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Healthcare IT: past, present and future

rbbh.JPGYesterday evening I went to a leaving do for my friend and former colleague Roger. He leaves the Royal Berkshire Hospital in Reading after 12 years in the IT Department to join NHS Connecting for Health.

On the way to a restaurant, Roger and I were reminiscing. He reminded me about the implementation of email at the hospital—at first to about 12 staff. It was received with scepticism, though the Trust secretaries found it a great way to mail papers to all of the executive at once. The implementation of an intranet met with a similarly lukewarm response.

I was to procure a hospital wide Electronic Patient Record as part of a major programme of change and rebuilding. While that procurement progressed, demand for email, intra-and internet applications grew until the two-man systems development team could barely cope. They implemented an A&E system, results reporting to GPs, protocol-based referrals and various other web-based applications.

That experience formed my view of healthcare IT. The near future of the NHS is one of considerable change, owing to an ageing population, a lack of qualified staff and increasingly better informed consumers. Major restructuring of the NHS is inevitable, moving funding away from acute to primary and community care and erasing organisational and disciplinary boundaries in the process.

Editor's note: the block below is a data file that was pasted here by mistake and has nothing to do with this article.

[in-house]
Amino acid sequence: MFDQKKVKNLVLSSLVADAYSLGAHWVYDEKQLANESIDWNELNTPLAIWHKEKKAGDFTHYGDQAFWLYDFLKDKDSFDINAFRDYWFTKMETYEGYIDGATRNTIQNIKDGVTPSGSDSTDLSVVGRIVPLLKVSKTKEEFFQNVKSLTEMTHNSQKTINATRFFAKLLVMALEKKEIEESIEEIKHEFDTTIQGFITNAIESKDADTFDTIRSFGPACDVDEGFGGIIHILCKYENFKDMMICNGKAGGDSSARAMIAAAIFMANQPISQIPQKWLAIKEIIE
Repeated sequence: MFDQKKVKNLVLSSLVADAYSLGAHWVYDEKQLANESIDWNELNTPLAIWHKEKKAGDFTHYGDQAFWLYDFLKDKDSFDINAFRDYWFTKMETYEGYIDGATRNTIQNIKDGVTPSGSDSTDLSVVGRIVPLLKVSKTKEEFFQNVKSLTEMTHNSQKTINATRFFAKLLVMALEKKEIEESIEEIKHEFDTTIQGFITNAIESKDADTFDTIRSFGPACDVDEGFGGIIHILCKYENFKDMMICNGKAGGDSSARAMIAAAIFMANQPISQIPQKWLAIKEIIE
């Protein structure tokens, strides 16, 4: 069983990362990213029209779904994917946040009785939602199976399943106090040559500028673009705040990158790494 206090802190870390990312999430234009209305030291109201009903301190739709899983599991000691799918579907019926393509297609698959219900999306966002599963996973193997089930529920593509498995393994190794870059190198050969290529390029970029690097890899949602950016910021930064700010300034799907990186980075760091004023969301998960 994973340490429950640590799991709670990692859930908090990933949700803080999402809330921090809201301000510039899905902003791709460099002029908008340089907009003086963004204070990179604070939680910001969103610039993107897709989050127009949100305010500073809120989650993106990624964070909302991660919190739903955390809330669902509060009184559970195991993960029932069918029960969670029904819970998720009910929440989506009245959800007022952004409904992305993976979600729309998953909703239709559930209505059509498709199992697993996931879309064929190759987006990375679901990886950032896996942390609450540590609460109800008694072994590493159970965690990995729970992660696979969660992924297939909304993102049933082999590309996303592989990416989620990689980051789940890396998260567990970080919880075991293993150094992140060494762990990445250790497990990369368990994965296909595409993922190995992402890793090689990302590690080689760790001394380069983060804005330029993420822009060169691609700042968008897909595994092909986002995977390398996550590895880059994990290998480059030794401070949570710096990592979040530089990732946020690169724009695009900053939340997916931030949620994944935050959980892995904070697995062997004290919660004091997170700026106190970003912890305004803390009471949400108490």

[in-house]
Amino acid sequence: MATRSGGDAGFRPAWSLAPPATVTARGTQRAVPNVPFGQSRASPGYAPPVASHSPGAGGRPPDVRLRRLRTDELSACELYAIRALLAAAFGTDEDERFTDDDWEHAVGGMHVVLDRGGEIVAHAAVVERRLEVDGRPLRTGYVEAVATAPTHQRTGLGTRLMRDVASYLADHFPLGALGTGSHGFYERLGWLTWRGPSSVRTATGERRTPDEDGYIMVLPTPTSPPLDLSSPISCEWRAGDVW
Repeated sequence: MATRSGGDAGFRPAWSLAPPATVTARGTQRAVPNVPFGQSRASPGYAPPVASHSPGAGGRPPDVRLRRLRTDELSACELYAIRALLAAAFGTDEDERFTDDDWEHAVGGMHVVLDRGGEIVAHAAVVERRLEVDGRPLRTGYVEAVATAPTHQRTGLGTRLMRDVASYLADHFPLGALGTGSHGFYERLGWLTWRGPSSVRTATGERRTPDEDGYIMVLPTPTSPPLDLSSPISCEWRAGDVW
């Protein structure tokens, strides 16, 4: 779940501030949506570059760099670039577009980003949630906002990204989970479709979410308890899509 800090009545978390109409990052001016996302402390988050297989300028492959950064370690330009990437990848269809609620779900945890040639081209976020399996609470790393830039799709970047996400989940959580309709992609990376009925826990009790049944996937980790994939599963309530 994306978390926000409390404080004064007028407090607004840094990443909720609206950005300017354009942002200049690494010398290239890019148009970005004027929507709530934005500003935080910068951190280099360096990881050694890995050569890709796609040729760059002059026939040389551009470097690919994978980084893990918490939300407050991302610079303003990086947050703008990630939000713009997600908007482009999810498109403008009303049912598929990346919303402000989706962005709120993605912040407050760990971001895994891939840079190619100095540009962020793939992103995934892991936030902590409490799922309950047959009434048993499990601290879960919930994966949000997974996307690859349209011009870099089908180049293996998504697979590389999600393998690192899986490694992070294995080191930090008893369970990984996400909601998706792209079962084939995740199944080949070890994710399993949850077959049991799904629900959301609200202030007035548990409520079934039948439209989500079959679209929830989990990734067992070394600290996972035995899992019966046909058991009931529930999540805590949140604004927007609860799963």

To support this change, core systems like EPR, PACS, Pathology and Pharmacy will be the foundation for flexible, innovative applications, like those developed by systems development at the RBH. The future of healthcare IT in the NHS is one of centralized information and devolved innovation.

My article “Making NP fit” describes how the National Programme for IT fits with such a future. Good luck Roger!


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